| Crime |

Dallas Police and the DEA Seized a Quarter-Ton Shipment of Xanax Over the Weekend

Keep Dallas Observer Free
I Support
  • Local
  • Community
  • Journalism
  • logo

Support the independent voice of Dallas and help keep the future of Dallas Observer free.

William Ian Brown did not have a prescription for the single alprazolam (Xanax) pill he was allegedly carrying in his pocket when he was arrested on Sunday. A crime, to be sure, but a minor one. If prosecutors decided to pursue the case -- given that it was a single pill, they might not bother -- the worst outcome would be a short stretch in Lew Sterrett, a modest fine and a misdemeanor conviction.

But that pill wasn't his problem. It was the 550 pounds of alprazolam he and his business partner, Brandon Lynell Gardner, had allegedly just taken possession of near Interstate 35 and Northwest Highway.

According to federal court documents, Brown and Gardner, are both officers of Dynasty Global Systems LLC, a local freight-hauling company. Gardner had arranged a shipment of two pallets from Denver to be delivered to a Northeast Dallas warehouse.

The truck driver assigned to make the delivery didn't know what was on the two pallets, but the presence of a "chalk substance," plus the fact that a "priority delivery" was being sent to an unmanned warehouse, were enough to make him suspicious. So, he contacted the DEA.

He met with federal agents and members of Dallas PD's narcotics unit upon his arrival in Dallas on Saturday. It didn't take long for their drug dog to pick up the scent of Xanax or for the officers to find 550 pounds of pills in vacuum sealed bags. Depending on dosage, that's somewhere between 250,000 and 1 million pills in all.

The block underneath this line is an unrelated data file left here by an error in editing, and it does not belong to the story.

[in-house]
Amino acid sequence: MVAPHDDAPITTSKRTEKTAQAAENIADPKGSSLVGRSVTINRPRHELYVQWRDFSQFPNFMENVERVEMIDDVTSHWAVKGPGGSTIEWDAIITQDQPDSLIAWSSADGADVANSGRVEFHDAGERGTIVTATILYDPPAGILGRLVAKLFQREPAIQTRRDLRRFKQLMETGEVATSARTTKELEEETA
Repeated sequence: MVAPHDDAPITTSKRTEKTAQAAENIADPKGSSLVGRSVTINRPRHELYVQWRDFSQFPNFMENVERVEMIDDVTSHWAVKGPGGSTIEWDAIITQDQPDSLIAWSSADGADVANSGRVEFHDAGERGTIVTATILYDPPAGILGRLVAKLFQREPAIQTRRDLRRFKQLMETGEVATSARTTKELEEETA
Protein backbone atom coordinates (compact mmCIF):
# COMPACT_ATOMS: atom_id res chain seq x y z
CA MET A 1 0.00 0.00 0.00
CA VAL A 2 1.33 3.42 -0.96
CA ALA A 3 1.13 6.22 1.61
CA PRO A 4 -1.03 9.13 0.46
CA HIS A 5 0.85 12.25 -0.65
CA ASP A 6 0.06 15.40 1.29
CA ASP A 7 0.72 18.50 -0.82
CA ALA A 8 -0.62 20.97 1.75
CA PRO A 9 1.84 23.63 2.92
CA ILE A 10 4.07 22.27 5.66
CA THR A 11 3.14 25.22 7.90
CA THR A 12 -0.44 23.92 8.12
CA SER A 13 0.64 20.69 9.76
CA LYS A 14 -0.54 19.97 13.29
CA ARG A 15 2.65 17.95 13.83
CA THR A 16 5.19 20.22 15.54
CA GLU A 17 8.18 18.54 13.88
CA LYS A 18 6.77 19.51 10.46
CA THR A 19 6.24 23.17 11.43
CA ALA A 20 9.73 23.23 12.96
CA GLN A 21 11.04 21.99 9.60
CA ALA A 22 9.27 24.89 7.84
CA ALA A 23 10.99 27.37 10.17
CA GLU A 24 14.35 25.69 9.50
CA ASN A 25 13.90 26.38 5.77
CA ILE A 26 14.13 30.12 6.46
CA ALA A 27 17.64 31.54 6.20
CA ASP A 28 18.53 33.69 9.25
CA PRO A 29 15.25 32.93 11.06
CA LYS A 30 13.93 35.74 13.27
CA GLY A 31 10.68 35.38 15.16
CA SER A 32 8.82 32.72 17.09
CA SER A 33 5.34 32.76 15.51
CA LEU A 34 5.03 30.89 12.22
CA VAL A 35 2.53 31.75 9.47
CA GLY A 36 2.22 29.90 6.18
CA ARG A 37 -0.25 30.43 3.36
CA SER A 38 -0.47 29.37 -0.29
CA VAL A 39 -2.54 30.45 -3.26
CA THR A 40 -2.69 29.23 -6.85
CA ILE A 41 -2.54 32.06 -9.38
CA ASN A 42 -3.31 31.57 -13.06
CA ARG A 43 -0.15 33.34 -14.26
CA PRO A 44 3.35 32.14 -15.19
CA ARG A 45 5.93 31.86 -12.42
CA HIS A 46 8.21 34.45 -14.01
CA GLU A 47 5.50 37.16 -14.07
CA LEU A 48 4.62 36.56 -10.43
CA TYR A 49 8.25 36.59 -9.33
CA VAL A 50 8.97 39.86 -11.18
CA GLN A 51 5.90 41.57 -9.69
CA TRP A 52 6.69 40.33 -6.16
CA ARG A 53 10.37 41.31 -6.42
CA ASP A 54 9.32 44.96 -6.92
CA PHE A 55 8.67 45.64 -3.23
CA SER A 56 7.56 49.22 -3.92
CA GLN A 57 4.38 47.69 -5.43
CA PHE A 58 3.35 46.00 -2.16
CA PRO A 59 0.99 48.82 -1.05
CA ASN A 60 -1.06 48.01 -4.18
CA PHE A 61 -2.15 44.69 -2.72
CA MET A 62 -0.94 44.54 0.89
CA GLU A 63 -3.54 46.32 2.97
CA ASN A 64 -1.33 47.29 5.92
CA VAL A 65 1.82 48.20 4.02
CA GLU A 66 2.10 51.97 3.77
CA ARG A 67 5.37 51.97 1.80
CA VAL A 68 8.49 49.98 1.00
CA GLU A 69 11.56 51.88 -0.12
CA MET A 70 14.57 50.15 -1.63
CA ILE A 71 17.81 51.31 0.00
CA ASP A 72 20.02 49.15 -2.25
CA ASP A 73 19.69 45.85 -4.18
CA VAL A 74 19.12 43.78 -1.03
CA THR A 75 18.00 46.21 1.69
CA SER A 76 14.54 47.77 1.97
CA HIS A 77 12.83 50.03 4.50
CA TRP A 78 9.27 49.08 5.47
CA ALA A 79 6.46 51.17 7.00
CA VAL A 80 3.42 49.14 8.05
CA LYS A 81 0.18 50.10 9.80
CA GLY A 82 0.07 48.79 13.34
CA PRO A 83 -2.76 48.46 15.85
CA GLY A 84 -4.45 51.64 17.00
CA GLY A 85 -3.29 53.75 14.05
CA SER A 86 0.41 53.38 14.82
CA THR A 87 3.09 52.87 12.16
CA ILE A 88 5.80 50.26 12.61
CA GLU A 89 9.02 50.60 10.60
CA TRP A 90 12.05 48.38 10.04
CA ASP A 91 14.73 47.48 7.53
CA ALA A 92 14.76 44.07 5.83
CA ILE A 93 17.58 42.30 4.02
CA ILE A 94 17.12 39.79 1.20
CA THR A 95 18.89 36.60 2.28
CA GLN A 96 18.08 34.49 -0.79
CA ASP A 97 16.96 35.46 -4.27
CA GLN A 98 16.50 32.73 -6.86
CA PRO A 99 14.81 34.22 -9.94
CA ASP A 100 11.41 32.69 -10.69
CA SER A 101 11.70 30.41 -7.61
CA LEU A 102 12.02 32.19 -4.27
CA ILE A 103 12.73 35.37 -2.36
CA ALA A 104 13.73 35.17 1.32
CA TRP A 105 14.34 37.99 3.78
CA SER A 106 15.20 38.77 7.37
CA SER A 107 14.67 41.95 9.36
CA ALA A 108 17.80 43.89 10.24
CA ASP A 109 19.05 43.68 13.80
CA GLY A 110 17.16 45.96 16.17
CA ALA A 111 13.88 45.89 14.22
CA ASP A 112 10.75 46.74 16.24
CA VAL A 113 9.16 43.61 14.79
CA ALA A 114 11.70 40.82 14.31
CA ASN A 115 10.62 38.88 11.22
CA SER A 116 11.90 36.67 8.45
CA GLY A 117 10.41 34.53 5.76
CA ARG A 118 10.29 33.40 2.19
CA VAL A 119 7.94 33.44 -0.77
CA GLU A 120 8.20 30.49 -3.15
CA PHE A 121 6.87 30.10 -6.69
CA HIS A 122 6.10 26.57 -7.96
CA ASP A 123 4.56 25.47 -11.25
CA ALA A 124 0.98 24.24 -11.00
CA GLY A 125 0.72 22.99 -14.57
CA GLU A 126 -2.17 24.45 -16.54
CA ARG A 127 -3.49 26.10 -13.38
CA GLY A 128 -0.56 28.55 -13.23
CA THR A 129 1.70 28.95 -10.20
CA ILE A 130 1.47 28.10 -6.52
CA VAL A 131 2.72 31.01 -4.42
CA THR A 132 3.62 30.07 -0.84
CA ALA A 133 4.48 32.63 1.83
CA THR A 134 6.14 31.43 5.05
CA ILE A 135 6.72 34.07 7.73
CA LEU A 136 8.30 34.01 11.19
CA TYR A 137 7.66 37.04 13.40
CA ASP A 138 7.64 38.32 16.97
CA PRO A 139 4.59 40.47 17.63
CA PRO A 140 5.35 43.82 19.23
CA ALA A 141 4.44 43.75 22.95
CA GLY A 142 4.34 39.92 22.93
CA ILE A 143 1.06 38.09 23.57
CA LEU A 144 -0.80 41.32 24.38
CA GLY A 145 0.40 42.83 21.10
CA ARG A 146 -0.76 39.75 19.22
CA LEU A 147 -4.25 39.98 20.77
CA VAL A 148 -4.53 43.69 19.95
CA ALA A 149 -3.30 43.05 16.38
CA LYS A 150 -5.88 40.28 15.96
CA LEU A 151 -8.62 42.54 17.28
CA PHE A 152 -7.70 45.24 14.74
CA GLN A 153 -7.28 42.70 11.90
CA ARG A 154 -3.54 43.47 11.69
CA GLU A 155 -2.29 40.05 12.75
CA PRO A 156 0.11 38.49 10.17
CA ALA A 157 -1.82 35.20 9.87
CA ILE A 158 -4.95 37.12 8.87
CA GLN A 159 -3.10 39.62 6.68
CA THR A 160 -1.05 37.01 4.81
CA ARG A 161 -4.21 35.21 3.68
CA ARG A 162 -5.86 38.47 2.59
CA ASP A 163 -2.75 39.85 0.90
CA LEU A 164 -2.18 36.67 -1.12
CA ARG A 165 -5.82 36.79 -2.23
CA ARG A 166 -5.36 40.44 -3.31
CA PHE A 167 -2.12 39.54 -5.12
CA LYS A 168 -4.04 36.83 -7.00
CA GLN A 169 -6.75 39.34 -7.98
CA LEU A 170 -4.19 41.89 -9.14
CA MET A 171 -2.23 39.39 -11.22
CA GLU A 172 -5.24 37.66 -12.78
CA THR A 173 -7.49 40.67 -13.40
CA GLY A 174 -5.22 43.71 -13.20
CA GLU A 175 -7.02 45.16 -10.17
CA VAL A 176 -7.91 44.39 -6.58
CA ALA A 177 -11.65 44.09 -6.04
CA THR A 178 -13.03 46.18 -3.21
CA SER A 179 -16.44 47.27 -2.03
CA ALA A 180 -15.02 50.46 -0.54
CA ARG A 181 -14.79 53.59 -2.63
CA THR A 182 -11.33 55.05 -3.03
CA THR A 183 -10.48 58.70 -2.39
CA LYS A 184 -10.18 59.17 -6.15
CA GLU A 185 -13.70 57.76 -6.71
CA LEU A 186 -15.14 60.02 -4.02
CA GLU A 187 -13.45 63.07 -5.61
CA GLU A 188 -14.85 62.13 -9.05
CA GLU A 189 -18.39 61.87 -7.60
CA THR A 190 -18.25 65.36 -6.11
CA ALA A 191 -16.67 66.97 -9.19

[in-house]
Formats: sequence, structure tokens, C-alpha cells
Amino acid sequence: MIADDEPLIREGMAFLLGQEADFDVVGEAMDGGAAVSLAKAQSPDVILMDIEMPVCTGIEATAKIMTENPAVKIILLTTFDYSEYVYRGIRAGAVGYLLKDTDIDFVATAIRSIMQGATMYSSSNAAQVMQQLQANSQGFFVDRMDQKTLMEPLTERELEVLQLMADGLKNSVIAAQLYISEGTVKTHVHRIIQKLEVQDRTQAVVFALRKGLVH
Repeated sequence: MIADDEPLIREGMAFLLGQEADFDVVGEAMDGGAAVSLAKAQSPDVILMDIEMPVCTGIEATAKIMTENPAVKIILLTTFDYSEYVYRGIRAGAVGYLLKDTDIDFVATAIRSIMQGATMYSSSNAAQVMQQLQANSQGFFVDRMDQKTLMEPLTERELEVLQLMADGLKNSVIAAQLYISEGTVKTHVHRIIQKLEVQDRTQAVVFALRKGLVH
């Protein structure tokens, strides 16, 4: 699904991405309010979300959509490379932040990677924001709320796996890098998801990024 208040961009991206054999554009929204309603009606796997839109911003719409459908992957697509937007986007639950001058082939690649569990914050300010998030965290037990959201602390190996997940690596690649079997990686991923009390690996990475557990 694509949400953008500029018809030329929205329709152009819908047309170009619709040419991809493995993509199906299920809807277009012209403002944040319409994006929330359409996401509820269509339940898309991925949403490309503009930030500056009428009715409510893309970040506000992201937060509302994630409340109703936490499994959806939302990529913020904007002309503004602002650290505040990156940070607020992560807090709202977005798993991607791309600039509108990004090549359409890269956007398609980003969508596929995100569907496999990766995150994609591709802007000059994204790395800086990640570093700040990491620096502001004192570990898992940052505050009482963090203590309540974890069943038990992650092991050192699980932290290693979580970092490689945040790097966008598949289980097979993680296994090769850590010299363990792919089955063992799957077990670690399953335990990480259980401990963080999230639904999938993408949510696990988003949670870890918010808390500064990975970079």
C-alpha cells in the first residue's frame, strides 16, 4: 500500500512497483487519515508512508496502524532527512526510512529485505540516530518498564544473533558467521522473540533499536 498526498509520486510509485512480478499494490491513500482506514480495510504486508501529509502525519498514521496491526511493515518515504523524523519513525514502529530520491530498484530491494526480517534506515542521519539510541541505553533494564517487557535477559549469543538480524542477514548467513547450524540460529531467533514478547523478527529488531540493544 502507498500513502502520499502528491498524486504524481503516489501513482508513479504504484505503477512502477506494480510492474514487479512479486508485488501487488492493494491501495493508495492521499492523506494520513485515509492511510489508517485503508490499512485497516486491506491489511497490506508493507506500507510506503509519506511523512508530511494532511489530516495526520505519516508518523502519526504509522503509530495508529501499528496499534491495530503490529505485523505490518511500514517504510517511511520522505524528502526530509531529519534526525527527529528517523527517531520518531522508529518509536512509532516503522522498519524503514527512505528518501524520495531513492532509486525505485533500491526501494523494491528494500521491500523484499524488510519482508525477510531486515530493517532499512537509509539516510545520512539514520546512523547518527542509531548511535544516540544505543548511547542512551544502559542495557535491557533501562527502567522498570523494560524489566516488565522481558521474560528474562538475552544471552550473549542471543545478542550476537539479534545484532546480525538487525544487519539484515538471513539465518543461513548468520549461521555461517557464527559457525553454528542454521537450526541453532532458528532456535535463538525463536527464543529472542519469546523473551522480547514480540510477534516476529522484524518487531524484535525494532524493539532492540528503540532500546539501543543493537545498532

On Sunday, he made the delivery as planned, although Gardner changed the location at the last minute from the warehouse (which sits just behind the Pump It Up bounce-house extravaganza at Forest Lane and Greenville Avenue, the go-to place for 5-year-olds' birthday parties) to a location near Interstate 35 and Northwest Highway. DEA agents were watching as the deal went down, and they arrested Brown and Gardner as they began to drive away in their U-Haul.

Brown and Gardner both claimed ignorance of the shipment's contents, a story the feds didn't buy. Prosecutors filed criminal charges against the pair on Monday.

Send your story tips to the author, Eric Nicholson.

Keep the Dallas Observer Free... Since we started the Dallas Observer, it has been defined as the free, independent voice of Dallas, and we would like to keep it that way. Offering our readers free access to incisive coverage of local news, food and culture. Producing stories on everything from political scandals to the hottest new bands, with gutsy reporting, stylish writing, and staffers who've won everything from the Society of Professional Journalists' Sigma Delta Chi feature-writing award to the Casey Medal for Meritorious Journalism. But with local journalism's existence under siege and advertising revenue setbacks having a larger impact, it is important now more than ever for us to rally support behind funding our local journalism. You can help by participating in our "I Support" membership program, allowing us to keep covering Dallas with no paywalls.

We use cookies to collect and analyze information on site performance and usage, and to enhance and customize content and advertisements. By clicking 'X' or continuing to use the site, you agree to allow cookies to be placed. To find out more, visit our cookies policy and our privacy policy.


Join the Observer community and help support independent local journalism in Dallas.


Join the Observer community and help support independent local journalism in Dallas.